Union is a new magazine spotlighting artists from Palestine and the diaspora

Founded by the activist organisation Artists + Allies x Hebron, the online publication is putting Palestinian creativity at the forefront. Find out more about the seven artists platformed so far.

18 March 2024


Union is a new online magazine that is creating a space for the work of Palestinian artists and those of the diaspora to be celebrated. The artists so far featured in the magazine interact with wide-ranging themes, from Arab masculinity to diaspora psychology, and occupation, and use a whole plethora of mediums to express them, including photography, installation art and traditional Palestinian embroidery techniques. Union recognises art as a powerful form of resistance, and one of the “the most potent forms of expression when words fail”. It holds the words and philosophy of John Berger close, especially his thesis on seeking justice through art.

The magazine is founded by Artists + Allies Hebron (AAH), an NGO that draws attention to the situation in Hebron H2, a Palestinian city which exists under occupation by Israeli military forces. AAH draws attention to human rights violations in the area, and also invites high-profile figures in the arts industry to visit Hebron and meet local artists and activists. At the upcoming Venice Biennale, AAH will be hosting an exhibition in collaboration with the Dar Jacir for Art and Research initiative in Bethlehem, which will explore the aspects of land and agriculture, like the pertinence of olive groves to Palestinian heritage, and how their protection also acts as a form of resistance.

AAH and Union are both founded by Issa Amro, a Palestinian human rights defender, activist and advocate for nonviolent resistance and civil disobedience who lives in occupied Hebron, and Adam Broomberg, a South-African artist, educator and activist based in Berlin, as well as being supported by a team of researchers, coordinators and writers.

Below, we find out about the artists profiled so far in the magazine.


Copyright © Essa Grayeb

Essa Grayeb

Essa Grayeb is a Palestinian visual artist who explores unique topics, like the growth of common Palestinian weeds, and waste washed up on Palestinian shores. In conversation with Clara Wouters, Essa recalls how coming across plastic bags from Lebanon compelled him to start collecting objects he found on the shores from other countries across the Mediterranean, proof that “objects [have] more rights to move and escape than people living in the region”.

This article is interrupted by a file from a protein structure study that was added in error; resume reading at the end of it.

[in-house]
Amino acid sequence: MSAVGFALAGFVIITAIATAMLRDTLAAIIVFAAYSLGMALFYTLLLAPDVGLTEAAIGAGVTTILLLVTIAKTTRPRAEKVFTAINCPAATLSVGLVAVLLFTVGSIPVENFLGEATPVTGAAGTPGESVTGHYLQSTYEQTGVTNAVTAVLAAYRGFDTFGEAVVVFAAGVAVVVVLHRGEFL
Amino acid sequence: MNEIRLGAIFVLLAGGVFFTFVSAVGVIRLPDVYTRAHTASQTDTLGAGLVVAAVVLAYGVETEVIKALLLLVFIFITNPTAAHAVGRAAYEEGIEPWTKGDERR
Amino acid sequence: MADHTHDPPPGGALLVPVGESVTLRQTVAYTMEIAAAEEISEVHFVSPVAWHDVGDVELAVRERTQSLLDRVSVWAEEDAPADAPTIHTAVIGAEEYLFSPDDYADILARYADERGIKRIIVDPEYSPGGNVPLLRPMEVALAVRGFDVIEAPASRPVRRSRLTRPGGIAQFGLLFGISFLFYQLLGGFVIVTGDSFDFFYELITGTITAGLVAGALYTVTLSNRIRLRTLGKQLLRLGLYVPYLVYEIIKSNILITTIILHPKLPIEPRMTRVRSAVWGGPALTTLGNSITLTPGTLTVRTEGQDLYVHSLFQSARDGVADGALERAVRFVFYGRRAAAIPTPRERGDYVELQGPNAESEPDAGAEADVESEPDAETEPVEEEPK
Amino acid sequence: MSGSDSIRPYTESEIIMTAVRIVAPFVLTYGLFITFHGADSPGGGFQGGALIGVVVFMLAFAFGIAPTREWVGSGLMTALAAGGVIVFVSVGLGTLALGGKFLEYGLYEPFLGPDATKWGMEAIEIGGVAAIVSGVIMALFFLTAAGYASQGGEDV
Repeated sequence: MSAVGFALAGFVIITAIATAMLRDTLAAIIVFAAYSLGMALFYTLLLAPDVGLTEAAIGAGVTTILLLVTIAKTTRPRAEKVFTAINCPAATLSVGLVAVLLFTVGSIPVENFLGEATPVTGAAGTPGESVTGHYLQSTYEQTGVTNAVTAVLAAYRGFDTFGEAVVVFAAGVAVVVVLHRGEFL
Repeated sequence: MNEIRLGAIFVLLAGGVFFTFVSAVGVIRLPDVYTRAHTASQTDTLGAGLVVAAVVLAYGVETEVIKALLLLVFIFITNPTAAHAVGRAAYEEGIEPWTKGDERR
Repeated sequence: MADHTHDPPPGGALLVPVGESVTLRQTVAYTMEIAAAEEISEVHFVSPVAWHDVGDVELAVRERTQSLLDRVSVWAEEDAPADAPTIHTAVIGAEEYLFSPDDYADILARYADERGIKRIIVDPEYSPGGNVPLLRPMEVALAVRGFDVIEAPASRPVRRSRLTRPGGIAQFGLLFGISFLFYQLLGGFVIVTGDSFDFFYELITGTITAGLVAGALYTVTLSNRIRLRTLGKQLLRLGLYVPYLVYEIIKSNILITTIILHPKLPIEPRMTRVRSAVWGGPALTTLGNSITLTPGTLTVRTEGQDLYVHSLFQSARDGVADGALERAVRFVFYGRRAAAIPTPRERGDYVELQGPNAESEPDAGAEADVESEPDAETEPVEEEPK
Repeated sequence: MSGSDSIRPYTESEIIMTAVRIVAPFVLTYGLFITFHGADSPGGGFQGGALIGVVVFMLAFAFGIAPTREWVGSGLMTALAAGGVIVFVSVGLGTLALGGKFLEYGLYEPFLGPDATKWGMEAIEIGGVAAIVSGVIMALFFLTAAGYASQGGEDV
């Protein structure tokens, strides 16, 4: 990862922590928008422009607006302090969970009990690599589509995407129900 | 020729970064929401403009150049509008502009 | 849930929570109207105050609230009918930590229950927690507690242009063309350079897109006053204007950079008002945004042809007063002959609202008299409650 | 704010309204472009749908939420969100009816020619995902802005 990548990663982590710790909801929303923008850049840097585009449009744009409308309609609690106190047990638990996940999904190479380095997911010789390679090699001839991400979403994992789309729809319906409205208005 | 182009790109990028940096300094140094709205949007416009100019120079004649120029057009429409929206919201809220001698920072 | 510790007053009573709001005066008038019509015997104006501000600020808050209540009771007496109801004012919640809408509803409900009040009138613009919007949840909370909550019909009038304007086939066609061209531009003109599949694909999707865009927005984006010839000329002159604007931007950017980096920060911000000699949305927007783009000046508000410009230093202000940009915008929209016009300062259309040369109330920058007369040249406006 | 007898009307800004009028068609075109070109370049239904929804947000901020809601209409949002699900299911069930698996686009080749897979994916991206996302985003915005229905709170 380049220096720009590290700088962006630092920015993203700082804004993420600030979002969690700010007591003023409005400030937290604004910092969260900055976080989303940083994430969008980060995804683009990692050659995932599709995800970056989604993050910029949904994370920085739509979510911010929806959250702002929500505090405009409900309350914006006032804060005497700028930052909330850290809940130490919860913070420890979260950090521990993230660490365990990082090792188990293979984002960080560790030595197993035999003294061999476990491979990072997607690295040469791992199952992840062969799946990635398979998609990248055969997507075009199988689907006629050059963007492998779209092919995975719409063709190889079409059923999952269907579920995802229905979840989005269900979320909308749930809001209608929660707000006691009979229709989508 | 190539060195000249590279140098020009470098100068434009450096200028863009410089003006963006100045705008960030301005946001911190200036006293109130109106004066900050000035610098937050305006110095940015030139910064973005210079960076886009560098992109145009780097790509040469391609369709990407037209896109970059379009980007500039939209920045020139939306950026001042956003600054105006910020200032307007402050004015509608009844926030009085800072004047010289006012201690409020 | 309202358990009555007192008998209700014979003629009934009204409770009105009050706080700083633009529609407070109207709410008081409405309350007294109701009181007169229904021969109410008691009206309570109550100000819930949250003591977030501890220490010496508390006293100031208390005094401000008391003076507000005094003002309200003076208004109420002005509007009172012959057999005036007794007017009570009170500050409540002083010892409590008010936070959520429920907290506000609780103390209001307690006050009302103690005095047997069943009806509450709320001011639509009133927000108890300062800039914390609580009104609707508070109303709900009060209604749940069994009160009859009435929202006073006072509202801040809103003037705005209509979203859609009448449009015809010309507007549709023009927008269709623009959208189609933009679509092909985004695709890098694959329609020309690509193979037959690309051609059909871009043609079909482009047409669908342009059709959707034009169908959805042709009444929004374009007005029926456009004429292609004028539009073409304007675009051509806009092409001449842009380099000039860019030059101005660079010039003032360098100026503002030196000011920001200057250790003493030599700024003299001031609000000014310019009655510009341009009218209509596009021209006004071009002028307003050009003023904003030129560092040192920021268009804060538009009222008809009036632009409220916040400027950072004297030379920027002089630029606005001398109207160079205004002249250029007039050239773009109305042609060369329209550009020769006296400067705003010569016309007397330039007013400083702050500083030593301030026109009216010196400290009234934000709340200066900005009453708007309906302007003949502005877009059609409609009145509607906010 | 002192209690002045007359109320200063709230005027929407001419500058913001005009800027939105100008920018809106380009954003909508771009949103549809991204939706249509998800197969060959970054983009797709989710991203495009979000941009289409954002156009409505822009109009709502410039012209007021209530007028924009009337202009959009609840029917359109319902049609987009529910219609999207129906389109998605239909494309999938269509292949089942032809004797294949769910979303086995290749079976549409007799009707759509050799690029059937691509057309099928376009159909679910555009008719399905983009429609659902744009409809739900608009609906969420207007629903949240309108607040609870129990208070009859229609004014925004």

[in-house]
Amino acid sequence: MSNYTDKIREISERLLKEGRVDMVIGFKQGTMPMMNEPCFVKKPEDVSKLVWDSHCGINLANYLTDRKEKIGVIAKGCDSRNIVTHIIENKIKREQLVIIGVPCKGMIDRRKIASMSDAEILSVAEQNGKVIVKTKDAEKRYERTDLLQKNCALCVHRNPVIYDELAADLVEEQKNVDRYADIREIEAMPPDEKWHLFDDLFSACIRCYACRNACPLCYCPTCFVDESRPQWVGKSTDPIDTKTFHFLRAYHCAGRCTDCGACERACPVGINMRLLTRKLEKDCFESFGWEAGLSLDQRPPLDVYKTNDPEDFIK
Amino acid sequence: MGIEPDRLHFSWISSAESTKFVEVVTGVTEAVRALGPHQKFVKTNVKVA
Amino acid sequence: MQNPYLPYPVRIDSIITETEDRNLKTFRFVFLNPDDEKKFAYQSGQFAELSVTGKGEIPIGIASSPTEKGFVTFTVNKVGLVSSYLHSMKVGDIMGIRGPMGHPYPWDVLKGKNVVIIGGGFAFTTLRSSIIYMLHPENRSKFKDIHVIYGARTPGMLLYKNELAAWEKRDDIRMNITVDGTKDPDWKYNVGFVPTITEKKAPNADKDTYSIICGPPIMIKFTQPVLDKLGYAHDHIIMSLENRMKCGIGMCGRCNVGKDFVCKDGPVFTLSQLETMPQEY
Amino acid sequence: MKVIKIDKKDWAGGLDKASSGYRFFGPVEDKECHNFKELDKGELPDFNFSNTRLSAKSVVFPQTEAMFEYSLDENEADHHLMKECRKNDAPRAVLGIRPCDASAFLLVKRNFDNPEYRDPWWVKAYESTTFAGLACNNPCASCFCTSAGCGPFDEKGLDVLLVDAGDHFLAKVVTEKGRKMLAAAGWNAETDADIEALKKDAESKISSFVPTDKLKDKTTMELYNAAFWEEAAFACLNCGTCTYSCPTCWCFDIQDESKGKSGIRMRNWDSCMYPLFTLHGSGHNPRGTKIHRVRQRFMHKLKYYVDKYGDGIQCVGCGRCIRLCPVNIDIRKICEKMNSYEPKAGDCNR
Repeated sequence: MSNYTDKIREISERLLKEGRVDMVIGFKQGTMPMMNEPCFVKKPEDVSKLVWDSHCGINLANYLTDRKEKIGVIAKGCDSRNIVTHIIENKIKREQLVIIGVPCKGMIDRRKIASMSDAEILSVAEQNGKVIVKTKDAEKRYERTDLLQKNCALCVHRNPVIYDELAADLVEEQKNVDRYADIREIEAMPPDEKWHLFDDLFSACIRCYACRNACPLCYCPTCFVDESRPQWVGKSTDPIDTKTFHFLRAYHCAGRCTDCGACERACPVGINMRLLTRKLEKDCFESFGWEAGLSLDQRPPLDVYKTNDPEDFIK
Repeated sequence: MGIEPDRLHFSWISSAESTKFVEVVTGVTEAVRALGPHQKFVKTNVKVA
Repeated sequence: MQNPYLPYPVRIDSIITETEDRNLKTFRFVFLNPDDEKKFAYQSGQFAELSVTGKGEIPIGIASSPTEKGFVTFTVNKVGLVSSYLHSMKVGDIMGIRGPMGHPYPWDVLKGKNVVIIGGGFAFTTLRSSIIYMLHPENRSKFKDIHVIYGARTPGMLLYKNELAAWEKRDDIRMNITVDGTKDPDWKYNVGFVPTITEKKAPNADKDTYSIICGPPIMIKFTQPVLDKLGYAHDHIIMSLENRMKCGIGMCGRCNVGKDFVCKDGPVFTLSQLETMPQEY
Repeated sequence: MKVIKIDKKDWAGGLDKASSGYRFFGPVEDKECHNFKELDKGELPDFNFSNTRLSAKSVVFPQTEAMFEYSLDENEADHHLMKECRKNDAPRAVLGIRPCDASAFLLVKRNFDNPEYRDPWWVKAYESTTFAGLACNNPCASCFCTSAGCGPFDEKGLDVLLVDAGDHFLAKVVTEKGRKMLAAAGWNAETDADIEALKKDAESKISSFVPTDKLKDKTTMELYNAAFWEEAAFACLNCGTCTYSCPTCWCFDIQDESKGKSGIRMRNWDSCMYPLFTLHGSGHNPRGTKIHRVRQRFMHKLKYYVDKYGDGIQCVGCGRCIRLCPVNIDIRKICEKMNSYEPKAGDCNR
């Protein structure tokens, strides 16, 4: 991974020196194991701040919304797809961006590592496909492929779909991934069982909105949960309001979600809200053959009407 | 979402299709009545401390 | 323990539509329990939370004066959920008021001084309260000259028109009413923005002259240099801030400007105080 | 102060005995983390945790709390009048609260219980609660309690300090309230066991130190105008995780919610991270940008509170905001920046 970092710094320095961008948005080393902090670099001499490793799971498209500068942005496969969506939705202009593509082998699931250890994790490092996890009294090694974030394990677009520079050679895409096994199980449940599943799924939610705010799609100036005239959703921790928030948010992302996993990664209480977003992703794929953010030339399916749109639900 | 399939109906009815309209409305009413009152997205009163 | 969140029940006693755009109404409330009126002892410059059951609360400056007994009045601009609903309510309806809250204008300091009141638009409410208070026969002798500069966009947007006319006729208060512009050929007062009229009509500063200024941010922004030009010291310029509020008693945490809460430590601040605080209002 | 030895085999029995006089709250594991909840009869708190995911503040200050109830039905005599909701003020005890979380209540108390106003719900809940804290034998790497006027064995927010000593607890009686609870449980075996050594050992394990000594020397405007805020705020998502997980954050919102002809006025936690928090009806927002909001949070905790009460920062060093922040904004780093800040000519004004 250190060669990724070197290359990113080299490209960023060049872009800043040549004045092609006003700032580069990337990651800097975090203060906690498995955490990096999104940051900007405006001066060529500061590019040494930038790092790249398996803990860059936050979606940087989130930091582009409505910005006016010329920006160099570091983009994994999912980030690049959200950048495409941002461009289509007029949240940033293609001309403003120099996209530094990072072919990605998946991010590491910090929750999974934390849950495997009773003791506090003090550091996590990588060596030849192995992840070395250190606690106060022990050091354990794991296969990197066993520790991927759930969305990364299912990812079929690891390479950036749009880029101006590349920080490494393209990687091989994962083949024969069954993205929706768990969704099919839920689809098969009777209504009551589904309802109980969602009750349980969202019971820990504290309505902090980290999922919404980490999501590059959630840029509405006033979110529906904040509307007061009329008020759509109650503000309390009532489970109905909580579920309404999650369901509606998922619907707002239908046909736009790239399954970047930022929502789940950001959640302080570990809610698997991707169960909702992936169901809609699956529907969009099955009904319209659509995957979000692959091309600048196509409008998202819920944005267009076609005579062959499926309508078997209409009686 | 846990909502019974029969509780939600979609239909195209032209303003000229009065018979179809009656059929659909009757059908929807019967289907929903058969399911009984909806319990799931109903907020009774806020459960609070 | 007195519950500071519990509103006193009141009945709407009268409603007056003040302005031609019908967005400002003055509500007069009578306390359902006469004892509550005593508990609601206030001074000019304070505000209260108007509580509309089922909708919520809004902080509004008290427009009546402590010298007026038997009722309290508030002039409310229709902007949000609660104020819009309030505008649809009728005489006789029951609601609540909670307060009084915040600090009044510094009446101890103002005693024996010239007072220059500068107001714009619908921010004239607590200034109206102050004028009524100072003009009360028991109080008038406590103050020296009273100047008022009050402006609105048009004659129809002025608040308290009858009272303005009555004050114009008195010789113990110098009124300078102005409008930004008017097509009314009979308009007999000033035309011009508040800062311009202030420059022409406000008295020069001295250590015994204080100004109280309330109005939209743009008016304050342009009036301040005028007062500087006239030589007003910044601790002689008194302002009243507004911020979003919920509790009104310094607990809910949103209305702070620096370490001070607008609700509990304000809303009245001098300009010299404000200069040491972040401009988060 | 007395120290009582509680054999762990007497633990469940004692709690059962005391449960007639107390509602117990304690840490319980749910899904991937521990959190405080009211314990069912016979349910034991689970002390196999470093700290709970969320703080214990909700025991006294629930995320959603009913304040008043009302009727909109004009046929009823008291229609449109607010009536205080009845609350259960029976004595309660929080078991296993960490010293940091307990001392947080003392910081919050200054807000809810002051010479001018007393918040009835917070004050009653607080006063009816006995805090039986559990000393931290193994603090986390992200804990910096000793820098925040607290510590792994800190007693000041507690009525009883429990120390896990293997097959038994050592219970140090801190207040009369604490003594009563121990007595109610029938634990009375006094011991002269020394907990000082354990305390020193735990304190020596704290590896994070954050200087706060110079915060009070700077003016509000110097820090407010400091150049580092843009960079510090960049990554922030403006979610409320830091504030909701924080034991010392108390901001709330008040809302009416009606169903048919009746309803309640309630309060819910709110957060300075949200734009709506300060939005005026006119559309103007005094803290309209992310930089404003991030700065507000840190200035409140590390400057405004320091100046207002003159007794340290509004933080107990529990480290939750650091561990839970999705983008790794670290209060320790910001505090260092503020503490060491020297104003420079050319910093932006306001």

“The same trajectory that has been interrupted can still exist, even symbolically, by the movement of these objects, which reach the shores of Palestine without any restrictions, interruptions or interrogations.”

Read the full interview here.


Copyright © Hazem Harb

Hazem Harb

Hazem Harb is a visual artist born in Gaza. In his interview with Alexandra Pereira he discusses how his collage work intertwines archival, historical images and the rich legacy of Palestinian weaving with more contemporary methods of making and media. He details how his work presses viewers to grapple with “the legacy of value, hierarchy and power”, and demonstrates the prescience of time-intensive making as a form of resistance, in contrast to the fleeting nature of digital media.

“When other avenues of resistance can be suppressed, art stands as a vital means of expression and defiance. The systematic suppression of Palestinian voices, whether through the destruction of olive trees or the rewriting of histories, fuels my art as a form of resistance.”

Read the full interview here.


Copyright © Mahdi Baraghithi

Mahdi Baraghithi

Visual artist Mahdi Baraghithi’s interview with Clara Wouters focuses on his project How to Survive Europe. After his friend was attacked in an Islamophobic assault, Mahdi started to research and document the ways Arabs in France protect themselves from racist assaults. Mahdi’s work counters mis-representations of Arab and Palestinian masculinity, which have been used to dehumanise.